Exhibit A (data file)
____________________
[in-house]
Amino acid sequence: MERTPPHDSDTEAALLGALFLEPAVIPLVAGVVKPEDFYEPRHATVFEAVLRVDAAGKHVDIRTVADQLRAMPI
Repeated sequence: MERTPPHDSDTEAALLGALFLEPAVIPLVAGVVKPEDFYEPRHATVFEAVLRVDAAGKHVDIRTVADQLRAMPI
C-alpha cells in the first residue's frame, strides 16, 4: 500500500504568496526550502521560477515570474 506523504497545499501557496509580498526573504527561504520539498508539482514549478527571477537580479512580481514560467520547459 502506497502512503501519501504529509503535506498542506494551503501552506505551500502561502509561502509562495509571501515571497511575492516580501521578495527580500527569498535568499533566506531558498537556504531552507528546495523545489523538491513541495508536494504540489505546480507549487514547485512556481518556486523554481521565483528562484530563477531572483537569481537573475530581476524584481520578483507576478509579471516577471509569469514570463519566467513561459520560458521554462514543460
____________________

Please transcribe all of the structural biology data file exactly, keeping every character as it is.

[in-house]
Amino acid sequence: MERTPPHDSDTEAALLGALFLEPAVIPLVAGVVKPEDFYEPRHATVFEAVLRVDAAGKHVDIRTVADQLRAMPI
Repeated sequence: MERTPPHDSDTEAALLGALFLEPAVIPLVAGVVKPEDFYEPRHATVFEAVLRVDAAGKHVDIRTVADQLRAMPI
C-alpha cells in the first residue's frame, strides 16, 4: 500500500504568496526550502521560477515570474 506523504497545499501557496509580498526573504527561504520539498508539482514549478527571477537580479512580481514560467520547459 502506497502512503501519501504529509503535506498542506494551503501552506505551500502561502509561502509562495509571501515571497511575492516580501521578495527580500527569498535568499533566506531558498537556504531552507528546495523545489523538491513541495508536494504540489505546480507549487514547485512556481518556486523554481521565483528562484530563477531572483537569481537573475530581476524584481520578483507576478509579471516577471509569469514570463519566467513561459520560458521554462514543460